Put away your selfie stick

By Minju Park, Columnist

During my spring break, I traveled to Istanbul to visit my brother who is studying abroad there. I really enjoyed having the experience of learning about a country that is so different from my own, and I found its rich and complicated history fascinating.

However, my trip was speckled with a sight that familiarized itself wherever I turned. Whether I was sipping tea at a curbside table, or observing the ancient ruins of a city, I never failed to notice the pack of tourists that storm through the area in a torrent of selfie sticks and Canon cameras.

It isn’t that I don’t appreciate a good selfie in front of a nice view, because those memories are important to preserve. It’s just that I think it’s more important to immerse oneself in the culture of a country and to take the time to learn about its history when traveling there.

According to my tour guide, many tourists who visit Turkey come via expensive cruise ships. These ships dock at the port, and let the passengers roam around the area for an hour before they take off again and sail to their next destinations. During their short, hour-long period, the tourists file in and dine at the most conveniently located restaurants, buy overpriced souvenirs at strategically placed stores, and then return to their cruise ships, satisfied that they had experienced life in that country.

But, in the span of an hour, you can’t experience a country’s culture that has been cultivated and shaped for several millennia. You haven’t even scratched the surface, but instead opt to take the quick picture for evidence that you were there.

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At best, it’s ignorant. At its worst, this behavior could be seen as disrespectful and immoral. It’s like seeing another culture as a gimmick; using its “exotic” nature to your own advantage to impress others. But a culture is more than your artsy profile picture or a tacky souvenir magnet. It includes the country’s origins, the people’s religious practices, the culture’s traditions and customs.

When you focus only on the surface-level aesthetics of a country, and never dive deeper to understand the vibrant culture that lies underneath, you’re neglecting to see how it is a home and a lifestyle for many people, rather than just a fun vacation spot.

My tour guide also pointed out various ethnic restaurants that line the streets in some touristy areas, but aren’t found anywhere else. He says that the Turkish locals prefer to eat Turkish foods — not really going out of their way to try other cuisine. These restaurants could not be that popular then — I wondered how they were still in business.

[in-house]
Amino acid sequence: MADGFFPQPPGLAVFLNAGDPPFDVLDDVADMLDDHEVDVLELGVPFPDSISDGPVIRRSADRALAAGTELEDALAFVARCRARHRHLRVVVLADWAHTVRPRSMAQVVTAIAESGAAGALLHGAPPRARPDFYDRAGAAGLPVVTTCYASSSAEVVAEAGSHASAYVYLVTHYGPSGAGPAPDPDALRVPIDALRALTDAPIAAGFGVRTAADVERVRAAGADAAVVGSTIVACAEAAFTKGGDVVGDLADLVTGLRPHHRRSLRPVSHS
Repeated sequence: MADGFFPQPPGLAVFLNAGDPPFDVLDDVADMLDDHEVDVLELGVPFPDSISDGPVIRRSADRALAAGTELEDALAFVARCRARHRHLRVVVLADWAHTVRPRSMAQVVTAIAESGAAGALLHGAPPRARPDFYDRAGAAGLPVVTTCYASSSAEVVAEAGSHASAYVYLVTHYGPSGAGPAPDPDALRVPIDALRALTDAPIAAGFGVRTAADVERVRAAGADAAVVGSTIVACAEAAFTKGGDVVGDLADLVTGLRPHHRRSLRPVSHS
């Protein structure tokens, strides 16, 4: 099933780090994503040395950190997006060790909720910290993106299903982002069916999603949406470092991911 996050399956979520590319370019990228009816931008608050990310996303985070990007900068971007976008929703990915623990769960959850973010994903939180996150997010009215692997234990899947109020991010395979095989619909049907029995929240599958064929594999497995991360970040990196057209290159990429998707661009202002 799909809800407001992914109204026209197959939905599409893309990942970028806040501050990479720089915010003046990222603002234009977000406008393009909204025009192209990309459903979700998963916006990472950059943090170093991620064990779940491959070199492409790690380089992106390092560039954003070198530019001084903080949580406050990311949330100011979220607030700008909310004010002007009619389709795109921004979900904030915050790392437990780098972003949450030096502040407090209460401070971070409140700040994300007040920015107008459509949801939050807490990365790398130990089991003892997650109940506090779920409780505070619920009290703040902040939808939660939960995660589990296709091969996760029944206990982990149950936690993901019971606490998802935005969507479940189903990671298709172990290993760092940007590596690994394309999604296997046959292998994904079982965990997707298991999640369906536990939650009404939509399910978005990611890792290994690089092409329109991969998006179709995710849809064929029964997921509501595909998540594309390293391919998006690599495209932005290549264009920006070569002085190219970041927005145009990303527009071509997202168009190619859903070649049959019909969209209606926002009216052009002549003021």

It turned out that these restaurants are actually built to cater to the tourist population, not the locals. Korean tourists are notorious for preferring to eat food from their homeland while away, so it wasn’t a mistake that I spotted several Korean restaurants beckoning in visitors with giant welcome signs written in Korean.

This situation is more of a purposeful disengagement and isolation from the culture you’re exploring. While I can’t exactly blame tourists for missing home and wanting to taste their native foods, these tourists should consider that they’re spending thousands of dollars to go ahead and eat exactly the same things that they eat in their local neighborhoods.

It isn’t my business how tourists spend their money. If some people want to blow their money on a vacation to some sunny area where they can get a nice tan and take some cute pictures, they are welcome to do so.

But for me, I’ve always found that an informed experience is much more rewarding and memorable than a generic spring getaway. Learning about new cultures and historical elements really engages me to find out more about the amount of diversity that is present in different countries around the world.

For those planning on traveling during the upcoming summer break or even studying abroad sometime in the coming semesters, I promise you that your experience will be so much more fulfilling and uplifting if you attempt to immerse yourself in the culture, rather than floating on the surface of ignorance.

Minju is a freshman in Media.

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